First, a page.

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Banking and Insurance October 31, 2017

Indian Bank’s Merger – A Good Idea?

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Mergers and Acquisitions are probably the toughest calls managers take. The exercise involves substantial groundwork, ‘due diligence’ as you term it, and the results aren’t always as expected; a study claims that around two-third of all M&A deals ‘fail to create value.’ And when it is about mergers in the Indian banking space that is riddled with high non-performing assets and lack of capital, extra caution is desired (Also read: How To Tackle Banking Sector Woes?) since these aren’t just any entities, they hold public money hence any misfire can have a ripple effect on the economy.

India’s ministry of finance and top think tanks have contemplated merging of ailing public-sector banks, and the general consensus is that this is the only way to overcome odds and script a new success story. Once implemented, this can be labeled as the second most radical reform in the sector post nationalization of banks in 1969. Any comparison between the two reforms, however, is uncalled-for since the state of the economy then and now is different and so is the purposebehind these moves.

Before going ahead with the proposal, here is what the government should consider.

Taking cues from the recent unification of India’s largest bank – SBI and its associate banks isn’t a bad idea. Most news outlets reported this as an event that ‘catapulted’ SBI into 50 largest banks by assets globally; rarely did anyone deliberate on the burden of NPAs that SBI will have to absorb and the absence of any alleged ‘economies of scale or efficiency and cost-cuts’ in the deal. Amid all the rhetoric, what SBI truly gained or will gain is still a question unanswered, and it will take at least a couple of years to boil down to a judicious conclusion.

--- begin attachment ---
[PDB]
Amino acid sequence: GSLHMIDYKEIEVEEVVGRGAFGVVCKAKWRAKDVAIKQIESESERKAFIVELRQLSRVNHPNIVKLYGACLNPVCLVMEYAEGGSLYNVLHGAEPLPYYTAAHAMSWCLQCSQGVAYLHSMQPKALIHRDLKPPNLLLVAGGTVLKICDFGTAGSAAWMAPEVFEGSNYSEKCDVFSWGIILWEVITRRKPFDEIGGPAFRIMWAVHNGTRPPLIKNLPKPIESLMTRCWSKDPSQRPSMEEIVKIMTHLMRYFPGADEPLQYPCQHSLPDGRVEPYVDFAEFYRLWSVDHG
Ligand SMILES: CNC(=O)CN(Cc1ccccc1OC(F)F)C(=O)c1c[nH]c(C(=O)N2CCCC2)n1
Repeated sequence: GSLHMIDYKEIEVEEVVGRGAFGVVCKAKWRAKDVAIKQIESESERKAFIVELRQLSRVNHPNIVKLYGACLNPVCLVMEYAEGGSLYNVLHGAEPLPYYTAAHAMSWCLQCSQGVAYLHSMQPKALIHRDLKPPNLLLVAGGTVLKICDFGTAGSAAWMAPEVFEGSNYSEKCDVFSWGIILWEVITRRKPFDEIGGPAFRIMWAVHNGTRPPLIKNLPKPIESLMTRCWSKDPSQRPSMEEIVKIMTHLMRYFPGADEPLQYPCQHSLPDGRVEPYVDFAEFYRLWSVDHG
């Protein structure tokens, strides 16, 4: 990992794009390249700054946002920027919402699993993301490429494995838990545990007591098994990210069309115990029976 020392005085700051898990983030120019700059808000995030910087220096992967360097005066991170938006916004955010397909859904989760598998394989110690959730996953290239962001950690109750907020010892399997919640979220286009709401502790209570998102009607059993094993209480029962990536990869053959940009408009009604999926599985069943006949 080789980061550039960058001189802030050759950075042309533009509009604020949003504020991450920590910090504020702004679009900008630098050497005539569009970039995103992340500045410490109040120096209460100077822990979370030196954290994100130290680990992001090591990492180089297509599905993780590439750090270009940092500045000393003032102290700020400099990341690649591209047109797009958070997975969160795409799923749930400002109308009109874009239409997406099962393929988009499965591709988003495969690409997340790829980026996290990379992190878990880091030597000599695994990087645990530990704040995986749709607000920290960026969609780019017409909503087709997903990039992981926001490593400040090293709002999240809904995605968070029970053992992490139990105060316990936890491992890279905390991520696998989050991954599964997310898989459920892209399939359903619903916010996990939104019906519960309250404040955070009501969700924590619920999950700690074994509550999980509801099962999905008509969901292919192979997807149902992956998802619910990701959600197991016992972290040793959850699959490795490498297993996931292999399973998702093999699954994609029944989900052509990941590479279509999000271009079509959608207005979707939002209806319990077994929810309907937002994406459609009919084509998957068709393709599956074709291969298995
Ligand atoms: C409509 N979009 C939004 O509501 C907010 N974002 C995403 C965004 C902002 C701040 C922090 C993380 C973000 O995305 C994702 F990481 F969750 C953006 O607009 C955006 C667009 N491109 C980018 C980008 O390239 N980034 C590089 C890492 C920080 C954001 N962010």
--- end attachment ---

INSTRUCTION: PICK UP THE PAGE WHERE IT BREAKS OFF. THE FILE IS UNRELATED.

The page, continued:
Points in favour

The financial services sector has been taken over by the wave of technology. Small PSU lenders have been unable tosustainthis shiftwith their products and manner of functioning becomingobsolete as well as less cost-efficient. Lenders that can raise capital from the market owing to their strong balance sheets and customer base can be the only helping hands to the small ones who also are stuck at the bottom when government mulls infusing capital viathe budgetary process. 

If mergers are carried out sensibly, by way of devising a strategy to rationalize the workforce and shut down loss-making branches, while at the same time recruiting younger professionals who are tech-savvy and havenot been a part of the laidback work culture that has marredPSU banks, strong, efficient and productive banking companies can come into play.


‘Large and less’ isn’t the guarantee for economic viability.In any case, the government would need to inject capital into state-run banks to meet Basel norms for capital adequacy. The temptation to have large banks with huge assets and geographical reach must not overshadow pragmatism. Many entities even split to reap the benefits of specialization and focused approach.Any merging of public sector banking companies has to be backed by rationales, not rhetoric.

Also read: How Big Data Analytics Is Redefining Banking Sector?

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2 responses to “Indian Bank’s Merger – A Good Idea?”

  1. Prakash Chauhan says:

    No matter how much consolidating banks is being favoured, the truth is that India needs more banks. Along with experimenting with consolidation, RBI should continue to give more licences to small banks as well.

  2. Balwinder Saxena says:

    Benefits of consolidation – Acquiring economies of scale, cost saving, bridging geographical gaps, efficiency gains, revenue enhancement etc

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